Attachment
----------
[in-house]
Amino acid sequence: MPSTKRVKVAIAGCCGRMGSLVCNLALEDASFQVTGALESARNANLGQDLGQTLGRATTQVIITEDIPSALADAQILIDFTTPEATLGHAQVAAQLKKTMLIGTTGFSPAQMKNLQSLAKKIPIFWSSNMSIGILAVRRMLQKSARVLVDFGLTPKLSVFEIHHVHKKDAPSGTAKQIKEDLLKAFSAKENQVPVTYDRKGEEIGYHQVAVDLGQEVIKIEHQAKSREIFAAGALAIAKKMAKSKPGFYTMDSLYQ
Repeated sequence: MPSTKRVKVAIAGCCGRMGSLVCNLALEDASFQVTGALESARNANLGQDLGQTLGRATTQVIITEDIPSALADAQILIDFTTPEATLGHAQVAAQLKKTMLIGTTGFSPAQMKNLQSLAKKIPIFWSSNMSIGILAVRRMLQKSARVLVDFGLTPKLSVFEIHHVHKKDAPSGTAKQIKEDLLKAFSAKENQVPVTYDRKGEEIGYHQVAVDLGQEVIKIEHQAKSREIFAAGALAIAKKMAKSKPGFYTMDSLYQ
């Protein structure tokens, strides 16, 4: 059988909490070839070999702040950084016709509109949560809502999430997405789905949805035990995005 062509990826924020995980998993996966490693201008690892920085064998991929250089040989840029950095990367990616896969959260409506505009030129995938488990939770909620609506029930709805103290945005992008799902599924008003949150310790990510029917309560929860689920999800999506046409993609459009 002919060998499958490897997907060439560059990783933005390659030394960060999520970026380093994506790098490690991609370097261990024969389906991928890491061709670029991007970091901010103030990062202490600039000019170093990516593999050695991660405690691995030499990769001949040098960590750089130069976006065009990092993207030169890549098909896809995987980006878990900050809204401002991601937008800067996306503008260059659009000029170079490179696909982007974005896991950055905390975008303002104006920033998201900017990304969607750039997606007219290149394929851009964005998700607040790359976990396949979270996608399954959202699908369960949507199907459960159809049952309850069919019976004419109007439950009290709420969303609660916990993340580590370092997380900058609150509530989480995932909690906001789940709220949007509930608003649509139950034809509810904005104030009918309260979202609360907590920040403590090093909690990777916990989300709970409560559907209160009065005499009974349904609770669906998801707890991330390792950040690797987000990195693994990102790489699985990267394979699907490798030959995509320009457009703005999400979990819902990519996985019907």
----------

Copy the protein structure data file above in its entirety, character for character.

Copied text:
[in-house]
Amino acid sequence: MPSTKRVKVAIAGCCGRMGSLVCNLALEDASFQVTGALESARNANLGQDLGQTLGRATTQVIITEDIPSALADAQILIDFTTPEATLGHAQVAAQLKKTMLIGTTGFSPAQMKNLQSLAKKIPIFWSSNMSIGILAVRRMLQKSARVLVDFGLTPKLSVFEIHHVHKKDAPSGTAKQIKEDLLKAFSAKENQVPVTYDRKGEEIGYHQVAVDLGQEVIKIEHQAKSREIFAAGALAIAKKMAKSKPGFYTMDSLYQ
Repeated sequence: MPSTKRVKVAIAGCCGRMGSLVCNLALEDASFQVTGALESARNANLGQDLGQTLGRATTQVIITEDIPSALADAQILIDFTTPEATLGHAQVAAQLKKTMLIGTTGFSPAQMKNLQSLAKKIPIFWSSNMSIGILAVRRMLQKSARVLVDFGLTPKLSVFEIHHVHKKDAPSGTAKQIKEDLLKAFSAKENQVPVTYDRKGEEIGYHQVAVDLGQEVIKIEHQAKSREIFAAGALAIAKKMAKSKPGFYTMDSLYQ
């Protein structure tokens, strides 16, 4: 059988909490070839070999702040950084016709509109949560809502999430997405789905949805035990995005 062509990826924020995980998993996966490693201008690892920085064998991929250089040989840029950095990367990616896969959260409506505009030129995938488990939770909620609506029930709805103290945005992008799902599924008003949150310790990510029917309560929860689920999800999506046409993609459009 002919060998499958490897997907060439560059990783933005390659030394960060999520970026380093994506790098490690991609370097261990024969389906991928890491061709670029991007970091901010103030990062202490600039000019170093990516593999050695991660405690691995030499990769001949040098960590750089130069976006065009990092993207030169890549098909896809995987980006878990900050809204401002991601937008800067996306503008260059659009000029170079490179696909982007974005896991950055905390975008303002104006920033998201900017990304969607750039997606007219290149394929851009964005998700607040790359976990396949979270996608399954959202699908369960949507199907459960159809049952309850069919019976004419109007439950009290709420969303609660916990993340580590370092997380900058609150509530989480995932909690906001789940709220949007509930608003649509139950034809509810904005104030009918309260979202609360907590920040403590090093909690990777916990989300709970409560559907209160009065005499009974349904609770669906998801707890991330390792950040690797987000990195693994990102790489699985990267394979699907490798030959995509320009457009703005999400979990819902990519996985019907």